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Nor' once to Chancery, nor to Hale apply;
BOOK I. EPISTLE VI.
TO MR. MURRAY.
Tais piece is the most finished of all his imitations, and executed in the high manner the Italian painters call con amore. By which they mean, the exertion of that principle, which puts the faculties on the stretch, and produces the supreme degree of excellence. For the poet had all the warmth of affection for the great lawyer to whom it is addressed; and, indeed, no man ever more deserved to have a poet for his friend. In the obtaining of which, as neither vanity, party, nor fear, had any share, so he supported his title to it by all the offices of true friendship.
So take it in the very words of Creech.)
"This vault of air, this congregated ball, Self-center'd Sun, and stars that rise and fall, There are, my friend! whose philosophic eyes Look through and trust the Ruler with his skies, To him commit the hour, the day, the year, And view 12 this dreadful all without a fear.
Admire we then what "Earth's low entrails hold, Arabian shores, or Indian seas infold; All the mad trade of 1 fools and slaves for gold?
"Nor to admire, is all the art I know,
(Plain truth, dear Murray, needs no flowers 10 of Will any mortal let himself alone?
Nec medici credis, nec curatoris egere
Ad summam, sapiens uno minor est Jove, *Liber, honoratus, pulcher, rex denique regum; Præcipue sanus, nisi cum pituita molesta est.
NL admirari, prope res est una, Numici, Solaque quæ pussit facere et servare beatum,10
11 Hunc solem, et stellas, et decedentia certis Tempora momentis, sunt qui 12 formidine nulla, Imbuti spectent 13 quid conses, munera terræ ? Quid, maris extremos Arabas ditantis it lados?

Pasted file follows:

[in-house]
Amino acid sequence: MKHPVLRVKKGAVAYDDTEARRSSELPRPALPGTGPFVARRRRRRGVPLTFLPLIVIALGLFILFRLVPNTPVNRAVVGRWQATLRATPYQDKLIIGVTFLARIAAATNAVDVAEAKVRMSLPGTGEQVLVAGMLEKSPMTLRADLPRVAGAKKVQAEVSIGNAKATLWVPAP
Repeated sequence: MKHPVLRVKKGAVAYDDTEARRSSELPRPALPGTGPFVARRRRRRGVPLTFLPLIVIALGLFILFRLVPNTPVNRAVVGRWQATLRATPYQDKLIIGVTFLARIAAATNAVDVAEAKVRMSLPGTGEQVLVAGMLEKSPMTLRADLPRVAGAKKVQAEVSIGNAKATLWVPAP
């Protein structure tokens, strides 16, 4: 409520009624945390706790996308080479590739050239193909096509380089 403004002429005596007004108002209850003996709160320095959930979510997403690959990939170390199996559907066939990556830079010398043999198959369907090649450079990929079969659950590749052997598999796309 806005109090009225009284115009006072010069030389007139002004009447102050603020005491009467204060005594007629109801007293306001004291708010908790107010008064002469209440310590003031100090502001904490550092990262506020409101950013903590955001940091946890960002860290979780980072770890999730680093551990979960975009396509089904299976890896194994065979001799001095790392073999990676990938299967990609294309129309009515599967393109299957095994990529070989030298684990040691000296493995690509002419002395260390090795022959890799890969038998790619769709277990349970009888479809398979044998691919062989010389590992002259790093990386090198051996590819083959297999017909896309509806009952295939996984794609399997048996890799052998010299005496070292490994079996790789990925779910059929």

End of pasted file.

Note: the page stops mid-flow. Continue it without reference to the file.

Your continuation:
Or popularity? or stars and strings?
If weak the pleasure that from these can spring,
If not so pleas'd, at 'council-board rejoice
15 Rack'd with sciatics, martyr'd with the stone,
See Ward by batter'd beaux invited over,
Would ye be blest? despise low joys, low gains;
2 But art thou one, whom new opinions sway,
Takes the whole house upon the poet's day.
Not for yourself, but for your fools and knaves;
12 But if to power and place your passion lie,
Quare fugam morbi. 1vis recte vivere? quis non?
2 virtutem verba putes, et Lucum ligna? 3 cave ne portus occupet alter; Ne Cibyratica, ne Bithyna negotia perdas : 4 Mille talenta rotundentur, totidem altera, porro et Tertia succedant, et quæ pars quadret acervum. Scilicet 5 uxorem cuin dote, fidemque, et amicos, Et genus, et formam, regina Pecunia donat; Ac bene nummatum decorat Suadela, Venusque. Mancipiis locuples, eget æris 3 Capadocum rex: Ne fueris hic tu. 9 chlamydes Lucullus, ut aiunt, Si posset centum scenæ præbere rogatus, [habebo Qui possum tot? ait: tamen et quaram, et quot Mittam: post paulo scribit, sibi millia quinque Esse domi chlamydum: partem, vel tolleret omnes. 10 Exilis domus est, ubi non et multa supersunt, Et dominum fallunt, et prosunt furibus. " ergo, Si res sola potest facere et servare beatum, Hoc primus repetas opus, hoc postremus omittas. 12 Si fortunatum species et gratia præstat, 13 Mercemur servum, qui dictet nomina, lævum Qui fodicet latus, et 14 cogat trans pondera dex